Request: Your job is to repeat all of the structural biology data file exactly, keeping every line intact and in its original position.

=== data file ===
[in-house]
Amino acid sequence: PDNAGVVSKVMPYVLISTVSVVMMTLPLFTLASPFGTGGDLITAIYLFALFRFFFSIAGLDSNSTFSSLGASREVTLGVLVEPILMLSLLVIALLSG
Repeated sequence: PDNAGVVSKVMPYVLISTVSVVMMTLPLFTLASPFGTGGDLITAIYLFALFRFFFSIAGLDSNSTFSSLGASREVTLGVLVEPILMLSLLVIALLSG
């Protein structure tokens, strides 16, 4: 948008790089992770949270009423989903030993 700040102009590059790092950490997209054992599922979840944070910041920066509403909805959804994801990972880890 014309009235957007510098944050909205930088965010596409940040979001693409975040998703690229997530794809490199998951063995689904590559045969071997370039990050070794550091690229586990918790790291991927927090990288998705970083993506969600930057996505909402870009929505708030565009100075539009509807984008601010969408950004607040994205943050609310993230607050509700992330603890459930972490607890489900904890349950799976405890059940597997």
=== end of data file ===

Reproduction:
[in-house]
Amino acid sequence: PDNAGVVSKVMPYVLISTVSVVMMTLPLFTLASPFGTGGDLITAIYLFALFRFFFSIAGLDSNSTFSSLGASREVTLGVLVEPILMLSLLVIALLSG
Repeated sequence: PDNAGVVSKVMPYVLISTVSVVMMTLPLFTLASPFGTGGDLITAIYLFALFRFFFSIAGLDSNSTFSSLGASREVTLGVLVEPILMLSLLVIALLSG
């Protein structure tokens, strides 16, 4: 948008790089992770949270009423989903030993 700040102009590059790092950490997209054992599922979840944070910041920066509403909805959804994801990972880890 014309009235957007510098944050909205930088965010596409940040979001693409975040998703690229997530794809490199998951063995689904590559045969071997370039990050070794550091690229586990918790790291991927927090990288998705970083993506969600930057996505909402870009929505708030565009100075539009509807984008601010969408950004607040994205943050609310993230607050509700992330603890459930972490607890489900904890349950799976405890059940597997």